Earlier this month the National Association of Home Builders (NAHB) released its home builder survey and the national index dropped from 38 to 33. A level above 50 signals optimism and expansion, so at this level, it appears builders are feeling slightly more pessimistic. Let’s see why.

There are three portions to their survey, Current Sales which fell 6 points to 39, Future Outlook of sales which fell 4 points to 31, and Prospective Buyer Traffic which dropped 5 points to 20. The Covid low for Prospective Buyer Traffic was 13. All three of these sections of the report have dropped to lower levels.

Jerry Konter, the NAHB Chairman said, “To bring more buyers into the marketplace, 59% of the builders reported using incentives, with a big increase in usage from September to November. For example, in November 25% of builders said that they are paying points for buyers, up from 13% in September. Mortgage rate buy-downs rose from 19% to 27% over the same time frame. And lastly, 37% of builders cut prices in November, up from 26% in September, with an average price reduction of 6%.”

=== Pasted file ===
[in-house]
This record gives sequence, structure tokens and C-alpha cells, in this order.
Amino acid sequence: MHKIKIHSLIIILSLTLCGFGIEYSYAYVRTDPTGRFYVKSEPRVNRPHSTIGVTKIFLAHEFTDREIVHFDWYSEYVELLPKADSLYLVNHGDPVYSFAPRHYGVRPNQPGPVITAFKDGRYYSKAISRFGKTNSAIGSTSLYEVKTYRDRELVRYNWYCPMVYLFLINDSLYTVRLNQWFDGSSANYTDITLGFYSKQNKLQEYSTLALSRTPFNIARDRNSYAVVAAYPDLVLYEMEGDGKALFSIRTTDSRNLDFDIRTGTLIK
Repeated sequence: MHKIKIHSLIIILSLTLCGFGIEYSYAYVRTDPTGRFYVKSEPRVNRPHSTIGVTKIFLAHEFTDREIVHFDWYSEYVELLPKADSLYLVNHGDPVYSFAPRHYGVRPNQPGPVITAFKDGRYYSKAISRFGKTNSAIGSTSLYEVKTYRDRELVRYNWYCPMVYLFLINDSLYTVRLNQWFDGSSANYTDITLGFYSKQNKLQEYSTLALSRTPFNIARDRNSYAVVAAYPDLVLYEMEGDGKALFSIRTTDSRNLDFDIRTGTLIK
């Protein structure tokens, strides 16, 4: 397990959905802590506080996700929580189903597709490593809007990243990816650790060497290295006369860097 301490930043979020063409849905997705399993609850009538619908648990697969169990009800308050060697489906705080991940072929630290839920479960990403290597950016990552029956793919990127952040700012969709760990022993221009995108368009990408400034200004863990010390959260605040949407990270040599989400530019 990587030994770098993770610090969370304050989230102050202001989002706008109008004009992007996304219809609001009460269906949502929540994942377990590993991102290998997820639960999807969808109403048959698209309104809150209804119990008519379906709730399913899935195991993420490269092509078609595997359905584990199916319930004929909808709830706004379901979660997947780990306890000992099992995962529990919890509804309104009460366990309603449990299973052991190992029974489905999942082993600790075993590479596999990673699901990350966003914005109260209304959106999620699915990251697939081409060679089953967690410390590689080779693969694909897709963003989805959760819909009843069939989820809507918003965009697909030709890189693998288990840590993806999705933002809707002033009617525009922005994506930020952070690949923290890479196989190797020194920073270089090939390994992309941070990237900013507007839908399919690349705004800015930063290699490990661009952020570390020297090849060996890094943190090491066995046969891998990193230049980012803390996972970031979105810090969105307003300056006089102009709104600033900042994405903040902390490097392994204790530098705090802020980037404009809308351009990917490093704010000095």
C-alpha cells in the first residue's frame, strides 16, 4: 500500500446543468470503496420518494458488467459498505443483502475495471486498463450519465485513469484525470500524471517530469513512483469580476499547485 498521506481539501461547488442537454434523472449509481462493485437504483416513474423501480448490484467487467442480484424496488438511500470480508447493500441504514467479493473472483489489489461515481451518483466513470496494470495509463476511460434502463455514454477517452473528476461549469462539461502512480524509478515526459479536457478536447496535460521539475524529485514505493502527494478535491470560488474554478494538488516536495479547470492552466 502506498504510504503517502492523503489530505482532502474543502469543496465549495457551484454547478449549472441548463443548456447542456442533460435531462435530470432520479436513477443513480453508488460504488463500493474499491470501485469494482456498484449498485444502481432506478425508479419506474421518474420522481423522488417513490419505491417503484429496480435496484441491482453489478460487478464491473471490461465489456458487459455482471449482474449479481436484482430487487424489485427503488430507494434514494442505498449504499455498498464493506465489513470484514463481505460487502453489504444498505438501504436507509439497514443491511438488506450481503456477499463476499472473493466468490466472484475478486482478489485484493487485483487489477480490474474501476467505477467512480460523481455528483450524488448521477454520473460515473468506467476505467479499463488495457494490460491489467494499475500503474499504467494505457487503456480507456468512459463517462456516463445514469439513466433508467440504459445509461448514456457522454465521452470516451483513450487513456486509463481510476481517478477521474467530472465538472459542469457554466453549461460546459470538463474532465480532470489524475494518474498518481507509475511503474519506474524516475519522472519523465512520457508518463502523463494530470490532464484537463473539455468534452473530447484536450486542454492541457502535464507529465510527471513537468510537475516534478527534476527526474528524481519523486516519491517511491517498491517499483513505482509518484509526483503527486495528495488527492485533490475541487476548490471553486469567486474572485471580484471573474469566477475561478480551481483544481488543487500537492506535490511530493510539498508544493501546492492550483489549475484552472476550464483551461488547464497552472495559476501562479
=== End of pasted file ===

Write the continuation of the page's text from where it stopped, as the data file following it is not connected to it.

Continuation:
It appears that part of the reason for such pessimism from builders may be a squeeze on their profit margins. Jerry Konter mentioned this and said, “Even as home prices moderate, building costs, labor, and materials — particularly for concrete — have yet to follow,” creating smaller margins for builders which is making it difficult for that industry to maintain profitability.

As these costs come down, we will see optimism grow and new homes added to inventory adding to the very tight supply we see in the Existing Home Sales report, which makes up about 90% of the housing market, and only showed 1.22 million homes in inventory for the month of October.

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